I had to give a speech the other day. Not a presentation, or a training session. A full speech. Ten minutes behind a lectern with an audience of upturned faces in front of me. Like most of the rest of humanity, I get nervous in situations like that. Unlike most of the rest of humanity, however, I had a couple of coping strategies up my sleeve.
In fact, if you look at one of the photos of my speech (it’s used as a banner here: https://www.speechwritingplus.com/contact/, or in smaller format below) you’ll be able to see right up that sleeve both literally and metaphorically. Literally, because it’s bang in front of the camera. And metaphorically, because you can evidence of a few of my coping strategies is on display – if you know where to look.
1. Scout the venue. Even if you’re familiar with the room that you’ll speak in, as I was, you might not be familiar with it as a speaker. So: what sort of lectern is there, and does it have enough space to rest your script, a drink of water, your props and anything else you might need? Will the audience be standing up or sitting down, and will you have to adjust the length of your speech accordingly? And what’s the mic like? In the photo you can see that my mic’s in a good position – I adjusted it beforehand. A small thing, but it all matters.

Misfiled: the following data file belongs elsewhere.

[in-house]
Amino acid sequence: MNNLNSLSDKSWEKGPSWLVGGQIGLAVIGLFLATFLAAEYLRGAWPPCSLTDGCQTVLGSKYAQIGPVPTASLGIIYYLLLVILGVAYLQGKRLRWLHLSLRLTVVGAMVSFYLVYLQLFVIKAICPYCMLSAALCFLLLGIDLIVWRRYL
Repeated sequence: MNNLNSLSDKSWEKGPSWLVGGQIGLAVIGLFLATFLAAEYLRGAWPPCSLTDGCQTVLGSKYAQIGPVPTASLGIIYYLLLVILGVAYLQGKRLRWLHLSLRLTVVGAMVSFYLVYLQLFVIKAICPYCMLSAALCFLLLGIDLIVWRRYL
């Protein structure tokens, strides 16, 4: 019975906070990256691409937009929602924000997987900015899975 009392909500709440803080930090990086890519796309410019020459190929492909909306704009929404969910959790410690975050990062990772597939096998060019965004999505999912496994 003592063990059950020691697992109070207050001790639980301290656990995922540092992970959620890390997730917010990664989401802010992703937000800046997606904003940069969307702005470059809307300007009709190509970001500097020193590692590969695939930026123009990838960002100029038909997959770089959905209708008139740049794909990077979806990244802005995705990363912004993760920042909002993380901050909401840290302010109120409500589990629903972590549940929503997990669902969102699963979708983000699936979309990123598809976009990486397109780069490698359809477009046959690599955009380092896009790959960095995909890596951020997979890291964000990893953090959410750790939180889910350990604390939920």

2. Hold on. If you’re nervous, and you’re speaking from behind a relatively substantial, relatively high lectern, then try holding on to the lectern. This can achieve two things. First, it reinforces your posture and makes you feel sturdier. And second, it can stop you gesticulating too much. Both have the effect of improving your standing in the eyes of the audience.
3. The big one: practice. I hadn’t learnt my speech off by heart, but I’d read it through often enough that the basic thread was very familiar. Because I knew what was coming, I was able to look around the room more freely, to make eye contact with specific people and to vary the pace of the speech so that the key bits were really hammered home.
There are more of these little hints. Plenty more. They vary depending on whether you’re speaking in a shop or a stadium, based in a boardroom or a bandstand, or standing on a stage or a soapbox. I can help explain them to you as part of my speech training courses for groups or individuals. Email me at firstname.lastname@example.org if you want to find out more.